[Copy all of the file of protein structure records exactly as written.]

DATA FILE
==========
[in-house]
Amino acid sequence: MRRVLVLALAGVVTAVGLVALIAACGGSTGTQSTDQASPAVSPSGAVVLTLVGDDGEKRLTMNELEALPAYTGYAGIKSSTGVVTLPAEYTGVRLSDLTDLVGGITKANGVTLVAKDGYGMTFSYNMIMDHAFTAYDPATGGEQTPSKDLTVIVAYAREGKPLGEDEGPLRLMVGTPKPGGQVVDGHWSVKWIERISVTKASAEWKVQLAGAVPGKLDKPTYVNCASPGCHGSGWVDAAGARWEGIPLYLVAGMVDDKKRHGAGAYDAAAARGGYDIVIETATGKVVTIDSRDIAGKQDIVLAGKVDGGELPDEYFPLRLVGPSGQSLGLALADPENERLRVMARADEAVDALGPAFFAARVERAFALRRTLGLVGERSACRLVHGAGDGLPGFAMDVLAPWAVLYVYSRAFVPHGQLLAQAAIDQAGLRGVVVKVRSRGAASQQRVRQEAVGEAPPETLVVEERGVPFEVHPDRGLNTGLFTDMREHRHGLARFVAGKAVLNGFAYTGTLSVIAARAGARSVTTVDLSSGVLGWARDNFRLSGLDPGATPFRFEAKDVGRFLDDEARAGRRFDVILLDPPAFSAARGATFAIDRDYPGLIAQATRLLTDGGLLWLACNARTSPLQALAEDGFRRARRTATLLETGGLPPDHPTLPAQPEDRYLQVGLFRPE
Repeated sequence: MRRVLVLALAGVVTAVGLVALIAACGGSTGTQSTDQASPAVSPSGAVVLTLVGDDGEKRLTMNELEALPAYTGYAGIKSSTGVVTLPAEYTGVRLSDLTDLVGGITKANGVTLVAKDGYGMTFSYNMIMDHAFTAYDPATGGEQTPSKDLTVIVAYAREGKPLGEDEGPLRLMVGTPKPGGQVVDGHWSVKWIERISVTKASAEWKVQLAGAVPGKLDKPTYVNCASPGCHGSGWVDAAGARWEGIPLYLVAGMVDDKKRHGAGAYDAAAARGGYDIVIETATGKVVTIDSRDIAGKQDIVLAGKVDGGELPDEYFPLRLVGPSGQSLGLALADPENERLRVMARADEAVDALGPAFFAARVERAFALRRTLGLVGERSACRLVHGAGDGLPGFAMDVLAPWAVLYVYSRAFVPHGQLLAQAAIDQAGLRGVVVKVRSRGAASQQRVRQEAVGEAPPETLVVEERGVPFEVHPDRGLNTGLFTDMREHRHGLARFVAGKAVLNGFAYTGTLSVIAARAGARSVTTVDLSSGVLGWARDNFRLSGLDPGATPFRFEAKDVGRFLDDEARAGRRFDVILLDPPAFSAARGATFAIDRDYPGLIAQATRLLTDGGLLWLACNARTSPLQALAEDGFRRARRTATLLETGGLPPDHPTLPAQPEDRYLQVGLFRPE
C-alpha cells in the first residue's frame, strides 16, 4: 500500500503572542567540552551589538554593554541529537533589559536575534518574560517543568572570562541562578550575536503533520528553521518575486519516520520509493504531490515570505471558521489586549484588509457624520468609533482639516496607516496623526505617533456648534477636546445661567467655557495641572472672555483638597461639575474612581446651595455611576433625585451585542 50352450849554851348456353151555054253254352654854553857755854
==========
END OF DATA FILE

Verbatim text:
[in-house]
Amino acid sequence: MRRVLVLALAGVVTAVGLVALIAACGGSTGTQSTDQASPAVSPSGAVVLTLVGDDGEKRLTMNELEALPAYTGYAGIKSSTGVVTLPAEYTGVRLSDLTDLVGGITKANGVTLVAKDGYGMTFSYNMIMDHAFTAYDPATGGEQTPSKDLTVIVAYAREGKPLGEDEGPLRLMVGTPKPGGQVVDGHWSVKWIERISVTKASAEWKVQLAGAVPGKLDKPTYVNCASPGCHGSGWVDAAGARWEGIPLYLVAGMVDDKKRHGAGAYDAAAARGGYDIVIETATGKVVTIDSRDIAGKQDIVLAGKVDGGELPDEYFPLRLVGPSGQSLGLALADPENERLRVMARADEAVDALGPAFFAARVERAFALRRTLGLVGERSACRLVHGAGDGLPGFAMDVLAPWAVLYVYSRAFVPHGQLLAQAAIDQAGLRGVVVKVRSRGAASQQRVRQEAVGEAPPETLVVEERGVPFEVHPDRGLNTGLFTDMREHRHGLARFVAGKAVLNGFAYTGTLSVIAARAGARSVTTVDLSSGVLGWARDNFRLSGLDPGATPFRFEAKDVGRFLDDEARAGRRFDVILLDPPAFSAARGATFAIDRDYPGLIAQATRLLTDGGLLWLACNARTSPLQALAEDGFRRARRTATLLETGGLPPDHPTLPAQPEDRYLQVGLFRPE
Repeated sequence: MRRVLVLALAGVVTAVGLVALIAACGGSTGTQSTDQASPAVSPSGAVVLTLVGDDGEKRLTMNELEALPAYTGYAGIKSSTGVVTLPAEYTGVRLSDLTDLVGGITKANGVTLVAKDGYGMTFSYNMIMDHAFTAYDPATGGEQTPSKDLTVIVAYAREGKPLGEDEGPLRLMVGTPKPGGQVVDGHWSVKWIERISVTKASAEWKVQLAGAVPGKLDKPTYVNCASPGCHGSGWVDAAGARWEGIPLYLVAGMVDDKKRHGAGAYDAAAARGGYDIVIETATGKVVTIDSRDIAGKQDIVLAGKVDGGELPDEYFPLRLVGPSGQSLGLALADPENERLRVMARADEAVDALGPAFFAARVERAFALRRTLGLVGERSACRLVHGAGDGLPGFAMDVLAPWAVLYVYSRAFVPHGQLLAQAAIDQAGLRGVVVKVRSRGAASQQRVRQEAVGEAPPETLVVEERGVPFEVHPDRGLNTGLFTDMREHRHGLARFVAGKAVLNGFAYTGTLSVIAARAGARSVTTVDLSSGVLGWARDNFRLSGLDPGATPFRFEAKDVGRFLDDEARAGRRFDVILLDPPAFSAARGATFAIDRDYPGLIAQATRLLTDGGLLWLACNARTSPLQALAEDGFRRARRTATLLETGGLPPDHPTLPAQPEDRYLQVGLFRPE
C-alpha cells in the first residue's frame, strides 16, 4: 500500500503572542567540552551589538554593554541529537533589559536575534518574560517543568572570562541562578550575536503533520528553521518575486519516520520509493504531490515570505471558521489586549484588509457624520468609533482639516496607516496623526505617533456648534477636546445661567467655557495641572472672555483638597461639575474612581446651595455611576433625585451585542 50352450849554851348456353151555054253254352654854553857755854